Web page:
When a loved one passes away, it’s a time filled with emotions, questions, and traditions. One common tradition is the viewing. But what is a viewing? Does this tradition have other names? In this blog post, we’ll explore what a viewing entails and how it can provide comfort during a time of grief.

What is a Viewing?

A viewing is an intimate gathering where family and friends have the opportunity to say goodbye to a loved one in a personal and meaningful way. This practice offers a chance to find closure, reflect on shared memories, and begin the healing process.

The tradition of a viewing goes by many different names. You may wonder about the differences between a wake vs visitation vs viewing. However, depending on cultural backgrounds and personal preferences, a viewing may go by any of these names and more.

Each of these terms describes the same essential practice but may carry subtle differences in meaning or tradition.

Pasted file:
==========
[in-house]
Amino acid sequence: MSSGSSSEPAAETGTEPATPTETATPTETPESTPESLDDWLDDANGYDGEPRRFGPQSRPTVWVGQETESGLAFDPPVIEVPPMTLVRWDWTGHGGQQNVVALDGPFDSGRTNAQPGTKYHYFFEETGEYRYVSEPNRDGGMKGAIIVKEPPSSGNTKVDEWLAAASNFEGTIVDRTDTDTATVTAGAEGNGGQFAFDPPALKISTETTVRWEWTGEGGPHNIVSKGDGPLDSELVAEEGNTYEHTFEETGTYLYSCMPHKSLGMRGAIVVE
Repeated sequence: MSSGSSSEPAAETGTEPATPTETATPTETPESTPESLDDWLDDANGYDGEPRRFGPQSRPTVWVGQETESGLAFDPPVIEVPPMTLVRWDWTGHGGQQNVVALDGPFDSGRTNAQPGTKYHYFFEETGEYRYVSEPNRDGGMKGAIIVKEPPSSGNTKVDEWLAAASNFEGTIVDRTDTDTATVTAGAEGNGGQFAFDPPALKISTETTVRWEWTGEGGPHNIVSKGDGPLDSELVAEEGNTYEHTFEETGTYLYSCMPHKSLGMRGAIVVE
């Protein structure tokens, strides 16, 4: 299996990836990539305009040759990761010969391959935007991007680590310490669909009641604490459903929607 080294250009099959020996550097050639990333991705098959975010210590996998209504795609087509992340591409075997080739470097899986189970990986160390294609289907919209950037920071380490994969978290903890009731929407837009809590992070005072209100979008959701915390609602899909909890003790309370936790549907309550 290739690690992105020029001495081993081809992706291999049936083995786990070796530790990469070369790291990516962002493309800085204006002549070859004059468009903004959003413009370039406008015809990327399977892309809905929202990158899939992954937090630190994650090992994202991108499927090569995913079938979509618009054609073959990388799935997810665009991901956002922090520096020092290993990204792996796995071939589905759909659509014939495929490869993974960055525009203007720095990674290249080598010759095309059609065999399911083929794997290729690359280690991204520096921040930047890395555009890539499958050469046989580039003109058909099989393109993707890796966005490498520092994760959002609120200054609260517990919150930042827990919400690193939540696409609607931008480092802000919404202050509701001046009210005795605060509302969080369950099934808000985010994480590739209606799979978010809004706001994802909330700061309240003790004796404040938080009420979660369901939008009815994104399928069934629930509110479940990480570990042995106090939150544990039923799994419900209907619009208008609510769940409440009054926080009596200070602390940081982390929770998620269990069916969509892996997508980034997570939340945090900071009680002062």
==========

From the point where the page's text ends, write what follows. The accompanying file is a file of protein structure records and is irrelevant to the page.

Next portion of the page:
Next, let’s look at what generally happens at a viewing or wake in North Carolina.

What Happens at a Viewing in North Carolina?

In North Carolina, a viewing or wake is a time-honored tradition where friends and family come together to remember and honor the life of a deceased loved one.

Here’s what you can generally expect:

Visiting Hours

There may be specific hours for visitors to pay their respects. This allows friends, coworkers, and extended family members to stop by and offer condolences.

Often, a line will form as everyone waits their turn to walk by the casket and spend just a few moments to pay tribute to the deceased. The deceased’s family will often make a receiving line so that each person in line may offer their respects and share fond memories.

Personal Tributes

Guests may share stories and memories or bring photos or mementos that had meaning to the deceased. Some may choose to pray or engage in other spiritual practices.


Though it varies, the dress is typically more on the formal side, with subdued colors often considered most appropriate. However, if you attend a viewing, you may always ask the funeral home or family members about appropriate dress. The viewing may vary from a formal event to a more casual informal one at a family home.

Refreshments and Socializing